50 color side profiles, 134 black and white drawings, 300 black and white
The Fairey Firefly was originally conceived in the late thirties as a carrier based fighter for the Royal Navy. It was built as a two seater because the authorities felt that a single pilot would not be able to navigate and fly under combat conditions at sea. While other similar aircraft, notably the Defiant and Blackburn Skua and Roc had power operated turrets, the Firefly dispensed with these, and throughout the protracted development of the type, the rear gun was never adopted for widespread use. Performance, however, was exceptional, and the type was ready for limited service in 1942. Development was slow, and it never really made the grade as a carrier based fighter, although many variants were developed for specialized uses, including night fighter, target tug, attack bomber, and trainer. Postwar, the type continued in service well into the fifties, being modified for various specialized roles, and the Royal Navy used the type during the Korean War. In addition to the Royal Navy, the types was used by the Australians, Canadians, Danes, Ethiopians, Indians, Dutch, Swedes, and Thais. A few are probably still flying in private ownership as warbirds. I wouldn’t be surprised to see one at the EAA Fly-In at Oshkosh one of these days.
This book is intended to provide the modeler and aviation historian with a complete account of the development d service use of the Royal Navy’s Fairey Firefly carrier based fighter. It begins with a detailed account of the early development of the type at the beginning stages of World War II, and describes the evolution of each mark in great detail. Development was slow during the war, and although a substantial number were used for various combat operations during the war, the type never became a major combat type for the Royal Navy. However, the type proved to be a highly reliable aircraft, and aside from, two seat fighter and attack duties, some were used as night fighters. Postwar the type was exported to numerous countries, and used until the early fifties by somenations’ air forces.
The book is very well organized, and begins with an introduction, a narrative history of the development and the type in British and foreign use, a section of technical description showing construction and equipment carried, both in description and using excellent black and white line drawings, a section of the evolution of the type, describing prototypes, production models, and projects that were never completed or adopted. Another section provides information on the camouflage and markings used, and includes color and black and white profile drawings and excellent color photos. The selection of photos is amazing, and I suspect that since this plane continued in use after the war for such a long period of time, it was photographed by many amateur 616 photographers in Europe, many of which are included in the book, although unfortunately, none of the photos are credited to individual photographers. The last part deals with themodels available of the type, mainly in 1/48 and 1/72 scale. A detailed account of a 1/48 scale model project is presented by Steven Evans, while two Special Hobby 1/72 and 1/48 scale kits are described and built by Libor Jekl and John Wilkes. A list of kits follows, mentioning the Frog and Airfix kits, as well as the profusion of 1/72 scale kits that have recently appeared. In addition, a list of accessories and decals is provides, as well as a bibliography of sources of information on the type. However, newer modelers will find that this book would probably be adequate for providing information on all of the marks and nationalities that could be represented in models of this aircraft.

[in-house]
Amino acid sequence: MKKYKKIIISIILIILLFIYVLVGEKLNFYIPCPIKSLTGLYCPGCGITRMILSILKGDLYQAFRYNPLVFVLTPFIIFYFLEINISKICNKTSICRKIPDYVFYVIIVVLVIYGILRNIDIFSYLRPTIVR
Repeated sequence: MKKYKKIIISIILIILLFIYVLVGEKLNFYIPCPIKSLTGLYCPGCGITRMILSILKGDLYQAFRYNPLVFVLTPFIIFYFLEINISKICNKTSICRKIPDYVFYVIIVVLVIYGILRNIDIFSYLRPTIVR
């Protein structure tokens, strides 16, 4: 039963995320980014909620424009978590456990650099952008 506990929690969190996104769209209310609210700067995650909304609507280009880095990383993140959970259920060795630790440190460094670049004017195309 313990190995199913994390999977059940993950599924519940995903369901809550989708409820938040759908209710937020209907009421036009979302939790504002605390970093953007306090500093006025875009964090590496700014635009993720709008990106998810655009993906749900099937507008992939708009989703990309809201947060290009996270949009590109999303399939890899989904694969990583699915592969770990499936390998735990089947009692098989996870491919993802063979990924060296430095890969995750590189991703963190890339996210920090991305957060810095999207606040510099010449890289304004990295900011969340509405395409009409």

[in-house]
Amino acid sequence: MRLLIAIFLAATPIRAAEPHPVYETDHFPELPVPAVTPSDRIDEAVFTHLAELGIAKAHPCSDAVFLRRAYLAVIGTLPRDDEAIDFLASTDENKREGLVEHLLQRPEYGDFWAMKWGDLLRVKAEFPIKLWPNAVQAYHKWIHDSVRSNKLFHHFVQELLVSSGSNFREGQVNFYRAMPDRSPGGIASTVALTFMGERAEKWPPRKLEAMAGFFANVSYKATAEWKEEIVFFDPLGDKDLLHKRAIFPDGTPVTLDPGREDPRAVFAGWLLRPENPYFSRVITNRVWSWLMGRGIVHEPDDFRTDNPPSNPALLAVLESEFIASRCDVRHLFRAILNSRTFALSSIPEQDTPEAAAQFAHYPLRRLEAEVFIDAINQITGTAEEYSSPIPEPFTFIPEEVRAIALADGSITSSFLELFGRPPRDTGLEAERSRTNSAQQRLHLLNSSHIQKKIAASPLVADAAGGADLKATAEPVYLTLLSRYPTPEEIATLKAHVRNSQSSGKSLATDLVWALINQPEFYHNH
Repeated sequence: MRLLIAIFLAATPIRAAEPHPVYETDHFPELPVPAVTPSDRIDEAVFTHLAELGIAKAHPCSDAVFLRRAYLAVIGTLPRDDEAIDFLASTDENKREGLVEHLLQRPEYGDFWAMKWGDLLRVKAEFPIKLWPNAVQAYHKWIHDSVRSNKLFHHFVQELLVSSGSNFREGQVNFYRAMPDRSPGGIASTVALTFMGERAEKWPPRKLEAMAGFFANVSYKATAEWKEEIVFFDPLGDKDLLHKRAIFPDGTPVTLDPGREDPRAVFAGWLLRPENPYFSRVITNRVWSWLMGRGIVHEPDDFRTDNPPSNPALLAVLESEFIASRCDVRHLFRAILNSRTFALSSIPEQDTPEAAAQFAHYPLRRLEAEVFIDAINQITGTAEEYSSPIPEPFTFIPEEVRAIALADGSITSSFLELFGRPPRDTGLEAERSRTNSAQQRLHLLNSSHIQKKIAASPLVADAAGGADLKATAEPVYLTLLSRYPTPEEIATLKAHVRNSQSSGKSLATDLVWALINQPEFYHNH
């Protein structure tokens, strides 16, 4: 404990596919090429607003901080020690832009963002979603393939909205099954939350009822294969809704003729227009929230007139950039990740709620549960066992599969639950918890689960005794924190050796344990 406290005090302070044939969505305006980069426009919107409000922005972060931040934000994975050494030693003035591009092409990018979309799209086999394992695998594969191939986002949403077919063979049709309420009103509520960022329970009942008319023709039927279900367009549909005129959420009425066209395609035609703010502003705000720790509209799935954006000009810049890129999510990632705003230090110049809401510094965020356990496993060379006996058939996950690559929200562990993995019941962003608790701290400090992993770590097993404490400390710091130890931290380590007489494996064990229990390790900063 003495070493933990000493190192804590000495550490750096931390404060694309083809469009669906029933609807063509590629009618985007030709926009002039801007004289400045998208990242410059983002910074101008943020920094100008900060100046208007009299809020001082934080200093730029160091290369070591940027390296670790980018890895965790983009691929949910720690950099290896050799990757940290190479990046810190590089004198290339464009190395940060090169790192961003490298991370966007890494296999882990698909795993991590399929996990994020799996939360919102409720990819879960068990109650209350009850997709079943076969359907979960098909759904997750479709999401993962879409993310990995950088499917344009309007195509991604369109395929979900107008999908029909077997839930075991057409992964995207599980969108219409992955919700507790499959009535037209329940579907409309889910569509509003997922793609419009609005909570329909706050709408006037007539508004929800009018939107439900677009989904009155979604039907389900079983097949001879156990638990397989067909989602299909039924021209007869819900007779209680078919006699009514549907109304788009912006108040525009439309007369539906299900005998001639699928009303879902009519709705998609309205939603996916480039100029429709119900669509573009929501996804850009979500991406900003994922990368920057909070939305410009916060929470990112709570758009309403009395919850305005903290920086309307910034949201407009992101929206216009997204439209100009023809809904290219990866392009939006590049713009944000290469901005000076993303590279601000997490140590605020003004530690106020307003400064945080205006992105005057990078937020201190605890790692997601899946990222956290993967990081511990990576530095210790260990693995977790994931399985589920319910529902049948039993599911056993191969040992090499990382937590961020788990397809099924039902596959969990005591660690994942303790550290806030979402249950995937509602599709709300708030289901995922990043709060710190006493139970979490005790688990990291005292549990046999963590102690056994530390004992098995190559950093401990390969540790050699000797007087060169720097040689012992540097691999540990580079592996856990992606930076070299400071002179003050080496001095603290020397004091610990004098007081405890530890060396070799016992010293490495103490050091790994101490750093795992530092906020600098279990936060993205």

Aside from the excellent detail provided in the book, the photos and drawings are as good if not better than anything I’ve seen in this type of book. There is a good three view drawing of the type in 1/72 scale, and many drawings showing the different marks and how they were different from others. Also, the interior details are explained and illustrated very well, so that any modeler has an reference for any details her or she would like to add to a model.
This is an exceptional book, and I would highly recommend it to anyone interested in the aircraft. The price is certainly reasonable, and the quality is outstanding. Don’t miss out on this one. I hope this author continues on and does more books of this type. Buy it. Thanks to Valiant Wings, and Phil Peterson and Bill O’Malley of IPMS for the opportunity to review this outstanding publication.